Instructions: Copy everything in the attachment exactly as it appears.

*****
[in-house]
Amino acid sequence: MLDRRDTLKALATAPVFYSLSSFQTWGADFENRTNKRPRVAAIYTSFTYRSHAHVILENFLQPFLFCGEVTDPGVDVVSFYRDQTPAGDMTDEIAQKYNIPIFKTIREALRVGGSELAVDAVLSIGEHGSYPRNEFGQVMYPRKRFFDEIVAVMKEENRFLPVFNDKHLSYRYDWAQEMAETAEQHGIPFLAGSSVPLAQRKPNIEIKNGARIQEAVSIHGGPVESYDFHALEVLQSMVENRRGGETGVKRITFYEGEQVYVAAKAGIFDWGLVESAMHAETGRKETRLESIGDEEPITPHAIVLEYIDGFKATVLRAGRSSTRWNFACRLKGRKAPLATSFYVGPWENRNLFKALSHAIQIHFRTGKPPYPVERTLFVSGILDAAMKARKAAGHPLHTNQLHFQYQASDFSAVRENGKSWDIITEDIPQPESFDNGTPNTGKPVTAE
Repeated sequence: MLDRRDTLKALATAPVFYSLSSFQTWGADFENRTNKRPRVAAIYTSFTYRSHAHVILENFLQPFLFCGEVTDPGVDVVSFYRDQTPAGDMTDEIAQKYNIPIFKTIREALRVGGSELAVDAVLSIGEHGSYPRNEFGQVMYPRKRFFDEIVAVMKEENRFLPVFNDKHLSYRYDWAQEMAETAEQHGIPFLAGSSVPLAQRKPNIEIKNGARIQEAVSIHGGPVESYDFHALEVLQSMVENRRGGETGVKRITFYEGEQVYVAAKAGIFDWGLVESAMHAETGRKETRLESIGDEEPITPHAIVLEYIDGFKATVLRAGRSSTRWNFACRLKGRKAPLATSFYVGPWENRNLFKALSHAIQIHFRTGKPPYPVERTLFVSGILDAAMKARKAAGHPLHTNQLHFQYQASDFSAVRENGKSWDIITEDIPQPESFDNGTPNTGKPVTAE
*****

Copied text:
[in-house]
Amino acid sequence: MLDRRDTLKALATAPVFYSLSSFQTWGADFENRTNKRPRVAAIYTSFTYRSHAHVILENFLQPFLFCGEVTDPGVDVVSFYRDQTPAGDMTDEIAQKYNIPIFKTIREALRVGGSELAVDAVLSIGEHGSYPRNEFGQVMYPRKRFFDEIVAVMKEENRFLPVFNDKHLSYRYDWAQEMAETAEQHGIPFLAGSSVPLAQRKPNIEIKNGARIQEAVSIHGGPVESYDFHALEVLQSMVENRRGGETGVKRITFYEGEQVYVAAKAGIFDWGLVESAMHAETGRKETRLESIGDEEPITPHAIVLEYIDGFKATVLRAGRSSTRWNFACRLKGRKAPLATSFYVGPWENRNLFKALSHAIQIHFRTGKPPYPVERTLFVSGILDAAMKARKAAGHPLHTNQLHFQYQASDFSAVRENGKSWDIITEDIPQPESFDNGTPNTGKPVTAE
Repeated sequence: MLDRRDTLKALATAPVFYSLSSFQTWGADFENRTNKRPRVAAIYTSFTYRSHAHVILENFLQPFLFCGEVTDPGVDVVSFYRDQTPAGDMTDEIAQKYNIPIFKTIREALRVGGSELAVDAVLSIGEHGSYPRNEFGQVMYPRKRFFDEIVAVMKEENRFLPVFNDKHLSYRYDWAQEMAETAEQHGIPFLAGSSVPLAQRKPNIEIKNGARIQEAVSIHGGPVESYDFHALEVLQSMVENRRGGETGVKRITFYEGEQVYVAAKAGIFDWGLVESAMHAETGRKETRLESIGDEEPITPHAIVLEYIDGFKATVLRAGRSSTRWNFACRLKGRKAPLATSFYVGPWENRNLFKALSHAIQIHFRTGKPPYPVERTLFVSGILDAAMKARKAAGHPLHTNQLHFQYQASDFSAVRENGKSWDIITEDIPQPESFDNGTPNTGKPVTAE